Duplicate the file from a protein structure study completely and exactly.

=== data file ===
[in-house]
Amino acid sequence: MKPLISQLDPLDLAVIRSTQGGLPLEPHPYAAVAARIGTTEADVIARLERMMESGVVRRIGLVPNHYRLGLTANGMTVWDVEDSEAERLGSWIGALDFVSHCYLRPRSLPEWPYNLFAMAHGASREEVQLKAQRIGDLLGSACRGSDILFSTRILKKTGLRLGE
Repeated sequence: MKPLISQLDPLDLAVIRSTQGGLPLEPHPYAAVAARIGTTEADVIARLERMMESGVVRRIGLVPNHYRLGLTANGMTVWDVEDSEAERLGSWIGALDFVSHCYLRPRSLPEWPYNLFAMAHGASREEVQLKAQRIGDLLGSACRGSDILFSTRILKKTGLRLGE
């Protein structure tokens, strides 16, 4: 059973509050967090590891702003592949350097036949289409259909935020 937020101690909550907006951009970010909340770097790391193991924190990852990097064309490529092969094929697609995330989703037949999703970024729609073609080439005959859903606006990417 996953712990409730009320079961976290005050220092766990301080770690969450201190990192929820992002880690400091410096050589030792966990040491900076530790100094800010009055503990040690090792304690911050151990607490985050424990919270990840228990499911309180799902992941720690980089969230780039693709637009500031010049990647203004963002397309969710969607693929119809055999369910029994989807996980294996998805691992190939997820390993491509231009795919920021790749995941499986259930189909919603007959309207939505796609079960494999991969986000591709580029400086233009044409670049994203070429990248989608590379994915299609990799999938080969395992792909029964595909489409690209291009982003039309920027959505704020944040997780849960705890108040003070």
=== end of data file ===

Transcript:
[in-house]
Amino acid sequence: MKPLISQLDPLDLAVIRSTQGGLPLEPHPYAAVAARIGTTEADVIARLERMMESGVVRRIGLVPNHYRLGLTANGMTVWDVEDSEAERLGSWIGALDFVSHCYLRPRSLPEWPYNLFAMAHGASREEVQLKAQRIGDLLGSACRGSDILFSTRILKKTGLRLGE
Repeated sequence: MKPLISQLDPLDLAVIRSTQGGLPLEPHPYAAVAARIGTTEADVIARLERMMESGVVRRIGLVPNHYRLGLTANGMTVWDVEDSEAERLGSWIGALDFVSHCYLRPRSLPEWPYNLFAMAHGASREEVQLKAQRIGDLLGSACRGSDILFSTRILKKTGLRLGE
């Protein structure tokens, strides 16, 4: 059973509050967090590891702003592949350097036949289409259909935020 937020101690909550907006951009970010909340770097790391193991924190990852990097064309490529092969094929697609995330989703037949999703970024729609073609080439005959859903606006990417 996953712990409730009320079961976290005050220092766990301080770690969450201190990192929820992002880690400091410096050589030792966990040491900076530790100094800010009055503990040690090792304690911050151990607490985050424990919270990840228990499911309180799902992941720690980089969230780039693709637009500031010049990647203004963002397309969710969607693929119809055999369910029994989807996980294996998805691992190939997820390993491509231009795919920021790749995941499986259930189909919603007959309207939505796609079960494999991969986000591709580029400086233009044409670049994203070429990248989608590379994915299609990799999938080969395992792909029964595909489409690209291009982003039309920027959505704020944040997780849960705890108040003070």